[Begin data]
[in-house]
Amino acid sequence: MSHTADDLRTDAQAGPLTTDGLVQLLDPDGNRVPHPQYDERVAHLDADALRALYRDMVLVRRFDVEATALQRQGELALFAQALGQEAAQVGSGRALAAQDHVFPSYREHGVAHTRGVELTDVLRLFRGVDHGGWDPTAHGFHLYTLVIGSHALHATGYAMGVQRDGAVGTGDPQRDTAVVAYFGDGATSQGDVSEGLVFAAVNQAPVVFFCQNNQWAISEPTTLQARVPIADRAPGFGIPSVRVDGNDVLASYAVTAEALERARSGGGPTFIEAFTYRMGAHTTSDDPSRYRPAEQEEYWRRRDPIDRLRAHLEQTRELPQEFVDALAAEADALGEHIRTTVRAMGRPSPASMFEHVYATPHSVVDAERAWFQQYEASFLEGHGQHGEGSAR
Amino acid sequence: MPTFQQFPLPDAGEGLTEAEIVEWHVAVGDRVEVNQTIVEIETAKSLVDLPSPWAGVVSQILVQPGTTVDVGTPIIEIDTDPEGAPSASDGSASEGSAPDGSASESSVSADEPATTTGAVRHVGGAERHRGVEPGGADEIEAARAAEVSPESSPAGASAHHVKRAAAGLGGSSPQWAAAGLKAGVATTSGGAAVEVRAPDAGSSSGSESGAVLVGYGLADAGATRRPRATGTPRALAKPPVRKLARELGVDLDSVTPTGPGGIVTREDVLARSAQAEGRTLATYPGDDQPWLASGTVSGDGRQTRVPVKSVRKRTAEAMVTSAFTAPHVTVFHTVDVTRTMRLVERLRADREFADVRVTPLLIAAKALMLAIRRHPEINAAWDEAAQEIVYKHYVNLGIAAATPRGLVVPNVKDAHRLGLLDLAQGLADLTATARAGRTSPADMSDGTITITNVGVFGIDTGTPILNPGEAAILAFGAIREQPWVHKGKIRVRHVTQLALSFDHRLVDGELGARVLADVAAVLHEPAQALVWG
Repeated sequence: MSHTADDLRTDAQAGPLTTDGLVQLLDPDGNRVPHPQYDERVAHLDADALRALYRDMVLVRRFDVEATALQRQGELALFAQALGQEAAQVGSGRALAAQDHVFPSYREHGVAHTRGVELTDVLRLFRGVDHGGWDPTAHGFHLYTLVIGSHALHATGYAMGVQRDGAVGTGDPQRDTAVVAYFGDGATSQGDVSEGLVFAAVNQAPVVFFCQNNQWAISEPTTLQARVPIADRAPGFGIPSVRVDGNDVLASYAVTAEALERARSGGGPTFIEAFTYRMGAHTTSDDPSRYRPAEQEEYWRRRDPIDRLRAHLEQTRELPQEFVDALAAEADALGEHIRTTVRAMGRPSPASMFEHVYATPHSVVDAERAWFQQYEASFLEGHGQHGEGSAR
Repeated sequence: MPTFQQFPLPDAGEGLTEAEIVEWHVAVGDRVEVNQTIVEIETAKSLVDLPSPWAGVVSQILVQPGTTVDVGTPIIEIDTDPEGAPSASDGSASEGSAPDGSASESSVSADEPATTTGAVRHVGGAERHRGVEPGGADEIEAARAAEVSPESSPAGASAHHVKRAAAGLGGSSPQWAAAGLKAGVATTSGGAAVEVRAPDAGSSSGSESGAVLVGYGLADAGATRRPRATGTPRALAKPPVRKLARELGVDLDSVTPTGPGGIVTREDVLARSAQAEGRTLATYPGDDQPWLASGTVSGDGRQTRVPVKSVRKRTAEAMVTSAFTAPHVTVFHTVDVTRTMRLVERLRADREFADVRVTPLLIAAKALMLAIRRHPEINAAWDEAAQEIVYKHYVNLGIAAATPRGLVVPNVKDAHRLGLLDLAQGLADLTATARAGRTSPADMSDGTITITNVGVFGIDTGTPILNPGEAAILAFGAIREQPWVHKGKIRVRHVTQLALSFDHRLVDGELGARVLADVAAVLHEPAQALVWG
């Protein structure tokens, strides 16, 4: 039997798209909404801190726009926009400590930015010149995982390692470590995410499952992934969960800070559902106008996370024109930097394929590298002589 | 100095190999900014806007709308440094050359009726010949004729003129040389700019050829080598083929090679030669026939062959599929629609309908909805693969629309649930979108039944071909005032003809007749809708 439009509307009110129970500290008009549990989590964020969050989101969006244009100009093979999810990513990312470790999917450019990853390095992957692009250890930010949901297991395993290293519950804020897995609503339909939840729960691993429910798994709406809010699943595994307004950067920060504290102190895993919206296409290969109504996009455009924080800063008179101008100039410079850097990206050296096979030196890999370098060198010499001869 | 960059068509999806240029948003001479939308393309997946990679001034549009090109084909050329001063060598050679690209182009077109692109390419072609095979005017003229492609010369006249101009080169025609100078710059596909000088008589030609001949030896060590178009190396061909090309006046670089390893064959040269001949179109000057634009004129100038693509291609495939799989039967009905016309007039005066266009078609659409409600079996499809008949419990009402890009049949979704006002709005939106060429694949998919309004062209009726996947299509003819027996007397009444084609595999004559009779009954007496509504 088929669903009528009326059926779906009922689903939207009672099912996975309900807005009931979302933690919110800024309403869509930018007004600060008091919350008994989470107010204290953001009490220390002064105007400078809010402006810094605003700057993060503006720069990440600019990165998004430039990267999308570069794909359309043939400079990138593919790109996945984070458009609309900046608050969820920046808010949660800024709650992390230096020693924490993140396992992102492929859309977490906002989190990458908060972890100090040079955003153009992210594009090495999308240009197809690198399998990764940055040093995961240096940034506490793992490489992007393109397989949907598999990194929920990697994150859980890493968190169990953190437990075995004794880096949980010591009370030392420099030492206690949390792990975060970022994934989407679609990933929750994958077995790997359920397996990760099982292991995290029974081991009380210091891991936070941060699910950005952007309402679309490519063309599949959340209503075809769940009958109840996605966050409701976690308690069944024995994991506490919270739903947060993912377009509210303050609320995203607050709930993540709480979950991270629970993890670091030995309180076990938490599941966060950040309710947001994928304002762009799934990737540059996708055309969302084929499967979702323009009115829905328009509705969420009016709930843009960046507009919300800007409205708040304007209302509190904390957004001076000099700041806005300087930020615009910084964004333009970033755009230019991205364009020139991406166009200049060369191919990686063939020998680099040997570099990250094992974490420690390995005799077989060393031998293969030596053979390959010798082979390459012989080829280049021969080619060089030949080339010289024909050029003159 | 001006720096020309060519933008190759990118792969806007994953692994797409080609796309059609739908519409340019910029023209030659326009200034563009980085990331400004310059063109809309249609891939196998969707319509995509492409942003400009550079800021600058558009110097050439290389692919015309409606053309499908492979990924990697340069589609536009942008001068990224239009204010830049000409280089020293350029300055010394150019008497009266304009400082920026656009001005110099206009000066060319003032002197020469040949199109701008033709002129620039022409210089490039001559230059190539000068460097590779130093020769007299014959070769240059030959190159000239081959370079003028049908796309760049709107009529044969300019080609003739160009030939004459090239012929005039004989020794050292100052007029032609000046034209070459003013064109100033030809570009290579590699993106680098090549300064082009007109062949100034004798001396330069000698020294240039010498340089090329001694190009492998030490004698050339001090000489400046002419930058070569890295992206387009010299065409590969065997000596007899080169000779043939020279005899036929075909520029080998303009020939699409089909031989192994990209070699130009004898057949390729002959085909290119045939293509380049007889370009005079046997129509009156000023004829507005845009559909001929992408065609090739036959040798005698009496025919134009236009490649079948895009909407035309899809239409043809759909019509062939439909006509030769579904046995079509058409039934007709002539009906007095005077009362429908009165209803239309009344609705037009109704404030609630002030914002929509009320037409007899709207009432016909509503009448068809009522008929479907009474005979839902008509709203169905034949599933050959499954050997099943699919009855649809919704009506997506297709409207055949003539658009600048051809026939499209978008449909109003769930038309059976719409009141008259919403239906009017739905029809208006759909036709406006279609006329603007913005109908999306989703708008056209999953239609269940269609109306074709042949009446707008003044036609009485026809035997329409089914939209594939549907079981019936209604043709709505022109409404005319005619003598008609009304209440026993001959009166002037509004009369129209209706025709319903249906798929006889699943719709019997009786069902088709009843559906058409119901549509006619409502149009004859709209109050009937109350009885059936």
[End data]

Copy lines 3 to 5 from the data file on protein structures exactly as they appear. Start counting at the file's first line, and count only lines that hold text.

Amino acid sequence: MPTFQQFPLPDAGEGLTEAEIVEWHVAVGDRVEVNQTIVEIETAKSLVDLPSPWAGVVSQILVQPGTTVDVGTPIIEIDTDPEGAPSASDGSASEGSAPDGSASESSVSADEPATTTGAVRHVGGAERHRGVEPGGADEIEAARAAEVSPESSPAGASAHHVKRAAAGLGGSSPQWAAAGLKAGVATTSGGAAVEVRAPDAGSSSGSESGAVLVGYGLADAGATRRPRATGTPRALAKPPVRKLARELGVDLDSVTPTGPGGIVTREDVLARSAQAEGRTLATYPGDDQPWLASGTVSGDGRQTRVPVKSVRKRTAEAMVTSAFTAPHVTVFHTVDVTRTMRLVERLRADREFADVRVTPLLIAAKALMLAIRRHPEINAAWDEAAQEIVYKHYVNLGIAAATPRGLVVPNVKDAHRLGLLDLAQGLADLTATARAGRTSPADMSDGTITITNVGVFGIDTGTPILNPGEAAILAFGAIREQPWVHKGKIRVRHVTQLALSFDHRLVDGELGARVLADVAAVLHEPAQALVWG
Repeated sequence: MSHTADDLRTDAQAGPLTTDGLVQLLDPDGNRVPHPQYDERVAHLDADALRALYRDMVLVRRFDVEATALQRQGELALFAQALGQEAAQVGSGRALAAQDHVFPSYREHGVAHTRGVELTDVLRLFRGVDHGGWDPTAHGFHLYTLVIGSHALHATGYAMGVQRDGAVGTGDPQRDTAVVAYFGDGATSQGDVSEGLVFAAVNQAPVVFFCQNNQWAISEPTTLQARVPIADRAPGFGIPSVRVDGNDVLASYAVTAEALERARSGGGPTFIEAFTYRMGAHTTSDDPSRYRPAEQEEYWRRRDPIDRLRAHLEQTRELPQEFVDALAAEADALGEHIRTTVRAMGRPSPASMFEHVYATPHSVVDAERAWFQQYEASFLEGHGQHGEGSAR
Repeated sequence: MPTFQQFPLPDAGEGLTEAEIVEWHVAVGDRVEVNQTIVEIETAKSLVDLPSPWAGVVSQILVQPGTTVDVGTPIIEIDTDPEGAPSASDGSASEGSAPDGSASESSVSADEPATTTGAVRHVGGAERHRGVEPGGADEIEAARAAEVSPESSPAGASAHHVKRAAAGLGGSSPQWAAAGLKAGVATTSGGAAVEVRAPDAGSSSGSESGAVLVGYGLADAGATRRPRATGTPRALAKPPVRKLARELGVDLDSVTPTGPGGIVTREDVLARSAQAEGRTLATYPGDDQPWLASGTVSGDGRQTRVPVKSVRKRTAEAMVTSAFTAPHVTVFHTVDVTRTMRLVERLRADREFADVRVTPLLIAAKALMLAIRRHPEINAAWDEAAQEIVYKHYVNLGIAAATPRGLVVPNVKDAHRLGLLDLAQGLADLTATARAGRTSPADMSDGTITITNVGVFGIDTGTPILNPGEAAILAFGAIREQPWVHKGKIRVRHVTQLALSFDHRLVDGELGARVLADVAAVLHEPAQALVWG